Additional Training Programs
YCCI provides an educational umbrella for the following programs:
Programs for Fellows
Robert Wood Johnson Clinical Scholars Program
The RWJ Clinical Scholars Program is for MD fellows interested in community-based research or health policy. Its objective is to prepare physicians to improve health and healthcare in the U.S. This two-year program identifies a select group of physicians who have completed their clinical training and engages them in a rigorous curriculum addressing the principles and practices of research, as well as the knowledge and skills necessary to translate research into practice, policy and improved community health. Yale is one of four sites in the country selected in a national competition to offer this fellowship and has been a site for over 35 years. Each year 6-8 Scholars are selected from 30-35 national candidates who represent a full spectrum of disciplines in medicine.
YCCI Community Research Scholars Training Program
The RWJ program is partnering with YCCI to offer community-based research training to Yale investigators affiliated with the Schools of Medicine, Public Health and Nursing. For this purpose, the RWJ program has developed a series of didactic and experiential sessions that run weekly to bi –weekly from July through October. The didactic component is focused on community-based participatory research including qualitative and mixed methods and social and environmental effects on health and ethics. The experiential sessions are specifically focused on working in New Haven, but have applicability to other geographic sites.
Programs for Medical Students
Medical Scientist Training Program (MD-PhD)
Under the leadership of James Jamieson, MD, PhD, the MSTP Program trains physician-scientists as basic and clinical researchers who can translate research findings into unraveling problems of human pathobiology. Funded continuously for 30 years by the NIGMS, the Program was recently reviewed and renewed for an additional five years. Yale currently receives funding for 46 positions from the NIGMS, while endowed scholarships support three students and YCCI under the CTSA supports two students whose research is directly relevant to clinical medicine.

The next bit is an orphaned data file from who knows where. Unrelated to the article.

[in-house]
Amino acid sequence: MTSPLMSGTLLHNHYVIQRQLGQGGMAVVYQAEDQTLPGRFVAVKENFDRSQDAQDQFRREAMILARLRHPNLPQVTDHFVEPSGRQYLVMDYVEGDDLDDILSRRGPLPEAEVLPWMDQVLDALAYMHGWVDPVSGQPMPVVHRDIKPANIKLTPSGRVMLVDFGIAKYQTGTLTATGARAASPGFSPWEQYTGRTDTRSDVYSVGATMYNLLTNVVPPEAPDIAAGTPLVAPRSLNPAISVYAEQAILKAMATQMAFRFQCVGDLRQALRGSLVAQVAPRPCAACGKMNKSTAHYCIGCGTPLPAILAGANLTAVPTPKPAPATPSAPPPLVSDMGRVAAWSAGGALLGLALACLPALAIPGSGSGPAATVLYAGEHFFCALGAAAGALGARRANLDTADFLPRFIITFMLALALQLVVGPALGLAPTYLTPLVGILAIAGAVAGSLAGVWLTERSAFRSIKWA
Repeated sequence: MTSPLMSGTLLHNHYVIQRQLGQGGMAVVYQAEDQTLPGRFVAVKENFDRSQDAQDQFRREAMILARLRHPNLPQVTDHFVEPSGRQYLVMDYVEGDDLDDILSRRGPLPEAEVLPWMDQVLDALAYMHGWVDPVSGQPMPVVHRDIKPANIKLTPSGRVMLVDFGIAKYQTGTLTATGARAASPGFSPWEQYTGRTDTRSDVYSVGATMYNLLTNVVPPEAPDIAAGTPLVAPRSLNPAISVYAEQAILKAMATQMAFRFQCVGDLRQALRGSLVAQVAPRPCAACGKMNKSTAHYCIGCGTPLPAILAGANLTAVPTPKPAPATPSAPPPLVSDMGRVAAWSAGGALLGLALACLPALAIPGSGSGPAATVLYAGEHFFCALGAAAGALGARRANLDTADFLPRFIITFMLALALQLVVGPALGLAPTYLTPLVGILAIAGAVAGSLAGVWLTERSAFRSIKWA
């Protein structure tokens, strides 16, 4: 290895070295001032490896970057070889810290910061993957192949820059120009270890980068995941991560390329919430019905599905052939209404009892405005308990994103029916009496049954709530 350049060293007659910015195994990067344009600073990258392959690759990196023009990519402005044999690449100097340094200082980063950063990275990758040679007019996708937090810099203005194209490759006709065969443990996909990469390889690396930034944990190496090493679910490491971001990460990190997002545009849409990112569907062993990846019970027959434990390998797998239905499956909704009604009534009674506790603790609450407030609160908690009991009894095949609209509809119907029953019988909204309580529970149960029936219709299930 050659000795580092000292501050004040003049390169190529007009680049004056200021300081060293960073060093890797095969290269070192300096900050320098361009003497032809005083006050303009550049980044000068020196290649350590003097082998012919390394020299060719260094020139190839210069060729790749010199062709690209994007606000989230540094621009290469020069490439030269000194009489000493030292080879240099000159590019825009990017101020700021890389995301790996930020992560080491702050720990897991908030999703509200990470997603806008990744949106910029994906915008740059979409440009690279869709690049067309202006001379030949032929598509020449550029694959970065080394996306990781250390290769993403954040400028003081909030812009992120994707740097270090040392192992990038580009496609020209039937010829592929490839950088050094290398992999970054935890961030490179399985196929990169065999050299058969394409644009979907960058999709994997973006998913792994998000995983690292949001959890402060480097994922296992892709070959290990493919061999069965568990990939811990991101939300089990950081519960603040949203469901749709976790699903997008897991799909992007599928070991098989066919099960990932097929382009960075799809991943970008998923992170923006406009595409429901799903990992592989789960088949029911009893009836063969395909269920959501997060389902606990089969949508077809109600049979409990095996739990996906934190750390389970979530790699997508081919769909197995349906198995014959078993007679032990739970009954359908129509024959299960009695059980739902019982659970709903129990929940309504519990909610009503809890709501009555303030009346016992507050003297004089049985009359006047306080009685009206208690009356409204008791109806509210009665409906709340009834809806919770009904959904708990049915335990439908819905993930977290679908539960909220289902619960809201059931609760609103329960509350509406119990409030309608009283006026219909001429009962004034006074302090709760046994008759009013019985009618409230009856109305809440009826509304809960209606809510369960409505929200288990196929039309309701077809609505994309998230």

The Doris Duke Clinical Research Fellowship Program for Medical Students
The DDCRF was established in 2001 with Yale as one of 10 US sites. This program supports medical students doing a 5th year devoted specifically to faculty-mentored clinical research. All students in the DDCF Program present their research at the Doris Duke Charitable Foundation Annual Meeting and also at YSM’s Annual Student Research Day. Each year approximately 70-80 students apply to this selective program; the acceptance rate is 10-15%. Doris Duke students are eligible for the MD-MHS joint degree program.
Short Term Research Training Grant for Medical Students (T35 HL07649)
This grant from NHLBI is now in its 25th year and supported through 2012. The grant funds short-term (two to three months) research experiences for medical students. Recent follow-up of Yale students supported by this grant has shown that of 259 students who have completed their training, 96 (38%) have been appointed to faculty positions at medical schools. During or shortly after medical school, 142 students have co-authored 376 papers, and all but one student have presented papers or posters at national or regional scientific meetings.
PhD, MHS, MPH and MS for Medical Students
Medical students can enroll in joint MD-PhD, MD-MHS MD-MPH programs or in a one-year MD-MS in Chronic Disease Epidemiology. At any time, YSPH generally has four MD-PhD students and three MD-MPH students. MD-MPH students meet their MPH course requirements during their fourth year and do a thesis that also meets the thesis requirement for the MD degree.
Intensive Pedagogical Experience in Laboratory Research